10. Gorgeous weather — dry, sunny, overnight temps in the 50s, daytime temps in the 70s and 80s.
9. Gelato — ate some every day. The best quality and flavor combo we found was at a place in Florence called Vivoli, where we got the cioccolatta ricca (rich chocolate) and crema d’arancia (orange cream). We also had a good zabalione gelato in Lucca, and good hazlenut gelato mixed with chocolate in San Gimignano.
8. Pisa’s Duomo and leaning tower — boy, does it lean! Both have beautifully intricate marble carving on the exterior, almost lace-like. The tower is shorter than I expected, and at a very precipitous angle indeed.
7. Towers as shows of wealth and power — San Gimignano is the best survivng example of this, with 13 of its orignal 72 towers still standing. Families built these towers not so much for protection as to demonstrate wealth, power and status in the community. The view from the tallest tower in San Gimignano is one of the most breathtaking I’ve ever seen.
6. Fantastic countryside — it’s every bit as beautiful as I had come to expect. Tall Italian cypress trees, olive trees, vineyards, popping around corners and seeing little hill towns in front of you, everything green and gold and russet against a very blue sky.
5. Medieval fortifications — Lucca’s old city walls are still entirely intact, and after work the locals and a smattering of tourists stroll around the old city center on the walls (some run and some ride bikes). Monteriggioni is also an entirely intact hill fortress, built to protect Siena from Florence. Florence, Siena and San Gimignano all still have some of their old walls.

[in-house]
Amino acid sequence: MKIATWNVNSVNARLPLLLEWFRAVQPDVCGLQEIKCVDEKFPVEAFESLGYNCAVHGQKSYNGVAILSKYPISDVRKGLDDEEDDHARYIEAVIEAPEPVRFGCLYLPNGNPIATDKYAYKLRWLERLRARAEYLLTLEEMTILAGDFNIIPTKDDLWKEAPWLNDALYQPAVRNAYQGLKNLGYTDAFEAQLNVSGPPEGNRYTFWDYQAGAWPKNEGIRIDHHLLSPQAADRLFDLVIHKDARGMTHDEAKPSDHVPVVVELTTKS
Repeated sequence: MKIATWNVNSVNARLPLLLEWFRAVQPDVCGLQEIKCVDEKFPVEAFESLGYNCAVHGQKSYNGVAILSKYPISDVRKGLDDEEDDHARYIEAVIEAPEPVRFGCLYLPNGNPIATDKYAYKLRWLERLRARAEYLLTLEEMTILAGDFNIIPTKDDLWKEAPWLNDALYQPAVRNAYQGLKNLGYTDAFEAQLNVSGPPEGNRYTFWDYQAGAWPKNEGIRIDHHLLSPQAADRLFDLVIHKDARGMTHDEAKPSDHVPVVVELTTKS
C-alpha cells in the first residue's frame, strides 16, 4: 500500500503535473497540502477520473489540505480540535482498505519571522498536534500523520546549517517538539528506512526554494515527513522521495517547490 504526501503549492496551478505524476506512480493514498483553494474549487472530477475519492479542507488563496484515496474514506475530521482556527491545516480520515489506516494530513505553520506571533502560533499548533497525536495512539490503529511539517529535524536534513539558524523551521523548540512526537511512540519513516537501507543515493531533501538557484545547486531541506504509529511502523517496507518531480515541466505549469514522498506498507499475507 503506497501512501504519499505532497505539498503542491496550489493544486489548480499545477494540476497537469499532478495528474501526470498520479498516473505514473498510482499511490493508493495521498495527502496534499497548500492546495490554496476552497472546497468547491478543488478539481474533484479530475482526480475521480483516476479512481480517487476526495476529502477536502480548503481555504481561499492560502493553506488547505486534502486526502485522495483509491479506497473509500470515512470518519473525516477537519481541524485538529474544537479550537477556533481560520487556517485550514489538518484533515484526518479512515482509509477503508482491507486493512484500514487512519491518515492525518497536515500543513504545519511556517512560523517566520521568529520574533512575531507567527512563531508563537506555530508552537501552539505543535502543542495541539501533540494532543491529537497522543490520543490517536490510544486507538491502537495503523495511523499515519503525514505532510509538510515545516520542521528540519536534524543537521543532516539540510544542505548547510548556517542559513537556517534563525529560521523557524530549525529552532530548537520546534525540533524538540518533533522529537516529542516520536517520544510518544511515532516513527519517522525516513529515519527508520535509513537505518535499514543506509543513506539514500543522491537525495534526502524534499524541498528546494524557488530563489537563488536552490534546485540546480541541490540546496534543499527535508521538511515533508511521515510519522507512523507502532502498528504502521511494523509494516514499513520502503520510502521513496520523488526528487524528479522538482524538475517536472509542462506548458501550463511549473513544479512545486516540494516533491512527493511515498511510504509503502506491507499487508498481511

4. Siena’s Duomo — this is the most over-the-top church I’ve ever seen! The splendor of the marble decoration was not at all what I expected, especially the intricate marble carvings in the floor. Both the interior and the exterior take advantage of different colored marble to very striking effect.
3. The Medici — even today you can’t walk around Florence without tripping over evidence of the power and impact on the then-independent city-state. Jobs, art patronage, huge public and private buildings. The two major collections of Medieval and Renaissance art, in the Uffizi Gallery and the Pitti Palace, are Medici family collections.
2. Brunelleschi’s dome — I was stunned at how big the dome on the Florence Duomo is. One of the highlights of the trip was climbing up to the top of the dome, which not only gives you a spetacular view of Florence and the countryside, but also enables you to climb between the two layers in which Brunelleschi built the dome so that he wouldn’t have to use scaffolding. The climb also enables you to walk along the lip of the inside of the dome, up close and personal with the frescoes decorating the dome’s interior, which are amazing.
1. David — Michaelangelo got every detail, and got them all right. He looks like he could walk off of the pedestal and shake your hand. And his hands and feet are not as grossly exaggerated as I had thought. The marble almost glows it’s so beautiful, and the detail of the veins in the arms and the bulging neck muscles to signal his exertion are really striking. They’ve also displayed himi beautifully — you can walk around back and notice details that you never realized, such as the strap of his slingshot going down his back and the freakishly realistic carving of his calf muscles differently on the standlng leg and the moving leg. It is rightly the symbol of humanism and individual autonomy, at least in my mind.
Also worth noting were how nice everyone was that we met, how patient they were with my almost-verb-free Italian, and the quality of the food and wine.